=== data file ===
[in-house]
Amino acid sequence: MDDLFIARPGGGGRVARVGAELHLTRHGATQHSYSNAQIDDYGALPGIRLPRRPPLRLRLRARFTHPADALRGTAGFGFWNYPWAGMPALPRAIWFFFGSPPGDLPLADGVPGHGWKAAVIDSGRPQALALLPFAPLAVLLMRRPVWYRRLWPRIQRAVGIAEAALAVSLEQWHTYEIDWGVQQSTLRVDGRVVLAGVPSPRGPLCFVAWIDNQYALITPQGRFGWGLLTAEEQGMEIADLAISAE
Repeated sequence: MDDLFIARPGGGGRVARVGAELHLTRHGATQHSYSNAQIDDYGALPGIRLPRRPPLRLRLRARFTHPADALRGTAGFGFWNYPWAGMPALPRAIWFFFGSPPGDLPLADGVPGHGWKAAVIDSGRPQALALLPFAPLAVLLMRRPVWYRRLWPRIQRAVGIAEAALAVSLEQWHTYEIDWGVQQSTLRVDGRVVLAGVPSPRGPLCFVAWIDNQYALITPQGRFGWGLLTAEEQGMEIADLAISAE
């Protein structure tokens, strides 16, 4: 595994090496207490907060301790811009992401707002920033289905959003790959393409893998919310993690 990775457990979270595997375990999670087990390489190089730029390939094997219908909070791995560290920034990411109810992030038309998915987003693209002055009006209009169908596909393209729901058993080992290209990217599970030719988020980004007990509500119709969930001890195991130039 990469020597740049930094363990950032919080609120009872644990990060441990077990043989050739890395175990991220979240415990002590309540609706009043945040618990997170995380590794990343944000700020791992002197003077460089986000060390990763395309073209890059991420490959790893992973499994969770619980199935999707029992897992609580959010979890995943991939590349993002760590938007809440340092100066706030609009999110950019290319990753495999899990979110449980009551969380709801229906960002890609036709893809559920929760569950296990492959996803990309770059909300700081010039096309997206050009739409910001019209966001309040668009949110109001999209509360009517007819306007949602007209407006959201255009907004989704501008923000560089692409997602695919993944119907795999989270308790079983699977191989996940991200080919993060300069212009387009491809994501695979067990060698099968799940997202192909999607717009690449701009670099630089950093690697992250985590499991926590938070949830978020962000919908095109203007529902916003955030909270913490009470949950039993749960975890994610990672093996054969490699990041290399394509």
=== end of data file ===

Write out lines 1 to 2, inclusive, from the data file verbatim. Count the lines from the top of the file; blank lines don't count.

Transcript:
[in-house]
Amino acid sequence: MDDLFIARPGGGGRVARVGAELHLTRHGATQHSYSNAQIDDYGALPGIRLPRRPPLRLRLRARFTHPADALRGTAGFGFWNYPWAGMPALPRAIWFFFGSPPGDLPLADGVPGHGWKAAVIDSGRPQALALLPFAPLAVLLMRRPVWYRRLWPRIQRAVGIAEAALAVSLEQWHTYEIDWGVQQSTLRVDGRVVLAGVPSPRGPLCFVAWIDNQYALITPQGRFGWGLLTAEEQGMEIADLAISAE